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Stamps designed by Lawrence of Arabia found

Sunday, April 25th, 2010

A proof sheet of stamps designed by T.E. Lawrence, aka Lawrence of Arabia, has been found folded over and forgotten in the Royal Philatelic Collection in St. James’ Palace, London. Lawrence designed the stamps for the Kingdom of Hijaz, a coastal area in the west of what is now Saudi Arabia, which existed only from 1916 to 1924.

Ruled by Sharif Hussein ibn Ali, father of Lawrence associate Prince Faisal, later King Faisal I of Iraq, Hijaz included the Islamic holy cities of Mecca and Medina. In 1924 it was annexed by the Saud family and eventually folded into what would become the Kingdom of Saudi Arabia.

Lawrence had famously helped fight for Arabian independence from the Ottoman Empire during World War I, and would be a member of Faisal’s Arab delegation to the Paris Peace Conference in 1919, so when the Kingdom of Hijaz was created in 1916, Lawrence was asked to design its first three stamps. He later claimed to have used strawberry-flavored glue which drove people to buy the stamps just to lick them instead of using them.

First stamps of the Kingdom of Hijaz, designed by T.E. LawrenceA proof sheet of his 3 designs — no word on whether they taste like strawberry — along with a handwritten letter by T.E. Lawrence made it into the extensive philatelic collection of George V.

The original sheet of 50 stamps had been folded over so that it could not be seen in one of the 328 albums of the collection, started in the 1890s.

It was found by a member of staff at the Royal Philatelic Collection. Lawrence’s three designs were all decorative, as Islam frowned on figurative images of humans or animals.

George V’s enthusiasm for stamps was equalled only by his love of shooting pheasants. He is thought to have spent about three afternoons a week arranging the stamps and it is believed there are enough loose items to fill another 2,000 albums.

Which explains how such a remarkable piece could have gone unnoticed all these years. Hijaz stamps are all extremely rare and valuable today, even the ones not designed by the legendary Lawrence of Arabia.

The proof sheet and the stamps will go on display at the Guildhall Art Gallery in London starting on May 7th.

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Roman altar stones found in Scottish cricket ground

Saturday, April 24th, 2010

A cricket pavilion in Musselburgh, East Lothian, is undergoing renovations. Because Lewisvale Park, where the pavilion currently stands, is in a Scheduled Ancient Monument area, the developers hired an archaeology firm to survey the site before pouring new foundations.

Roman altar stones on cricket groundsThe archaeologists have uncovered two Roman-era altar stones, one dating to the 2nd century A.D. and dedicated to the god Jupiter. The other has yet to be dated. They both have intricate carving around the edges and on one side, and show signs of having been toppled over at some point. We won’t know what the inscriptions say until the dirt that has accumulated from that toppling is removed.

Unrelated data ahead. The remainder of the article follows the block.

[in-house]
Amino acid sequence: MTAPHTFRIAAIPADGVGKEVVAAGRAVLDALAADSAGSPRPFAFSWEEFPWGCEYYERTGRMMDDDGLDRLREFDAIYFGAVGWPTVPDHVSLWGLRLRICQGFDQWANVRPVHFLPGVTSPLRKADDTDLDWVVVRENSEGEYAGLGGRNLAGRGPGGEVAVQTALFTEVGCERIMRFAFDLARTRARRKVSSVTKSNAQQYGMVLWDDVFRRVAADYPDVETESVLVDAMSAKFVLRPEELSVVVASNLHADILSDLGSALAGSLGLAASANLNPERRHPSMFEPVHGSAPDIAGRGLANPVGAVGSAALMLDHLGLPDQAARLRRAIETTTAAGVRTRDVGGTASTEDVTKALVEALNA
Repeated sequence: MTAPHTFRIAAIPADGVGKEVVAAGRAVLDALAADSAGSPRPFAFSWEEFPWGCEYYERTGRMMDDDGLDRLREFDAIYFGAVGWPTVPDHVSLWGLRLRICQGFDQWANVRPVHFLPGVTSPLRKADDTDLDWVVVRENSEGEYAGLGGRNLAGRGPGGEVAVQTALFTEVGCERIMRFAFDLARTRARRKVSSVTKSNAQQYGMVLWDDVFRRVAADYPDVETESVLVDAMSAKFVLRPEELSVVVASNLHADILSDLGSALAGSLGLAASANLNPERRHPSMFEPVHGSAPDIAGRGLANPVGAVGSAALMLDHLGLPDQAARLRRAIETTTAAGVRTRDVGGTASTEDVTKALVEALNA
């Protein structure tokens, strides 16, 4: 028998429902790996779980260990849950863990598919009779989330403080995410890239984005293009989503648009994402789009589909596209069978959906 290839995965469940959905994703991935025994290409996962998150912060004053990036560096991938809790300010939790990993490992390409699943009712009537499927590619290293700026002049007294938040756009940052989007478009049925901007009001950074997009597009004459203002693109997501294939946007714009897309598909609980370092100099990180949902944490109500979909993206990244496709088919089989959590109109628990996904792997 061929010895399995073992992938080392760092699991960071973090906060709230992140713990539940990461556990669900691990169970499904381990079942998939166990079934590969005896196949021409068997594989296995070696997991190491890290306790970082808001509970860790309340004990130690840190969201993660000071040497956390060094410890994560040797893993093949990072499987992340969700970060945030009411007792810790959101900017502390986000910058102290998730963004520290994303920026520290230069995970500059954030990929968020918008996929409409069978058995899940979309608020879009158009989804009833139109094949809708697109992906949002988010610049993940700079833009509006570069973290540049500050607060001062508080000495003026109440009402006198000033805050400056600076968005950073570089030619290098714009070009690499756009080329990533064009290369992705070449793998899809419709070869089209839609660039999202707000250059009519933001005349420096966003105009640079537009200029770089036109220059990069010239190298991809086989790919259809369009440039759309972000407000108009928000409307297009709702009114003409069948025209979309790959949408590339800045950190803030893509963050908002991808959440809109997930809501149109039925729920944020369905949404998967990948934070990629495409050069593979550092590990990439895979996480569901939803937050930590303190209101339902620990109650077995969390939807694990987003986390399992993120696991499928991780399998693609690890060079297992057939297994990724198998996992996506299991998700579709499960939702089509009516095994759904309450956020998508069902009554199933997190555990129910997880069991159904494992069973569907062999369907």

Some postholes, a lead bowl and both fine and handmade pottery were also found along with the stones, but the latter are the big news because they’re a rare find as far north as Scotland.

Councillor Paul McLennan, cabinet member for community wellbeing at East Lothian Council, said: “The discovery of these remains is particularly exciting, as it is not often that Roman altar stones are discovered during an archaeological excavation in Scotland.

This helps with the emerging picture of life in and around the Roman fort at Inveresk during the 2nd century.”

Inveresk was first settled by Romans after they invaded Scotland in 80 A.D. In addition to the fort, they also built a bridge that is still in use (with some rebuilding over the centuries) by pedestrians today. The civilian settlement included an amphitheater and a bathhouse.

The altar stones and the other artifacts found on site have been removed for conservation and study, so now the construction on the cricket pavilion can proceed apace. I guess the postholes are out of luck. :(

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Baboon mummies solve mystery of ‘Land of Punt’

Friday, April 23rd, 2010

We know pharaohs sent trading expeditions to a mysterious place they called the “Land of Punt” but until now we didn’t really know where that was. Thanks to oxygen isotope analysis and 3 baboon mummies in the British Museum, scientists think they’ve pinpointed the location of Punt: it was in an area that is now Eritrea and East Ethiopia.